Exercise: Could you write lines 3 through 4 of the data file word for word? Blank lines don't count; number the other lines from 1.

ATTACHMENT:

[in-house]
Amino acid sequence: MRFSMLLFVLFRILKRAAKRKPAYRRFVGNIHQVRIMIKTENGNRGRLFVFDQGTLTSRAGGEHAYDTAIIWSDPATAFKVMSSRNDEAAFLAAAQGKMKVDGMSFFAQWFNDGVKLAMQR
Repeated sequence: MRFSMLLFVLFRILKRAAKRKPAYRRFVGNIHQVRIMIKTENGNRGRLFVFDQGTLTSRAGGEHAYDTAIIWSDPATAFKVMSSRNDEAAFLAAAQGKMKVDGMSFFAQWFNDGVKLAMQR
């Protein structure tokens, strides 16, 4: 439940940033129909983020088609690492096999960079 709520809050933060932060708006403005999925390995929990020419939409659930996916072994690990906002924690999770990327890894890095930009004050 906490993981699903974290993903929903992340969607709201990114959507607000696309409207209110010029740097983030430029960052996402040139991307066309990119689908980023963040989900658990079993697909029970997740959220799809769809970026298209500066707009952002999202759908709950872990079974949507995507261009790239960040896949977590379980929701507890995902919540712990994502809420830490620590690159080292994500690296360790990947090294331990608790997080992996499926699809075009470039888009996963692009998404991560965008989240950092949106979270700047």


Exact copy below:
Repeated sequence: MRFSMLLFVLFRILKRAAKRKPAYRRFVGNIHQVRIMIKTENGNRGRLFVFDQGTLTSRAGGEHAYDTAIIWSDPATAFKVMSSRNDEAAFLAAAQGKMKVDGMSFFAQWFNDGVKLAMQR
């Protein structure tokens, strides 16, 4: 439940940033129909983020088609690492096999960079 709520809050933060932060708006403005999925390995929990020419939409659930996916072994690990906002924690999770990327890894890095930009004050 906490993981699903974290993903929903992340969607709201990114959507607000696309409207209110010029740097983030430029960052996402040139991307066309990119689908980023963040989900658990079993697909029970997740959220799809769809970026298209500066707009952002999202759908709950872990079974949507995507261009790239960040896949977590379980929701507890995902919540712990994502809420830490620590690159080292994500690296360790990947090294331990608790997080992996499926699809075009470039888009996963692009998404991560965008989240950092949106979270700047």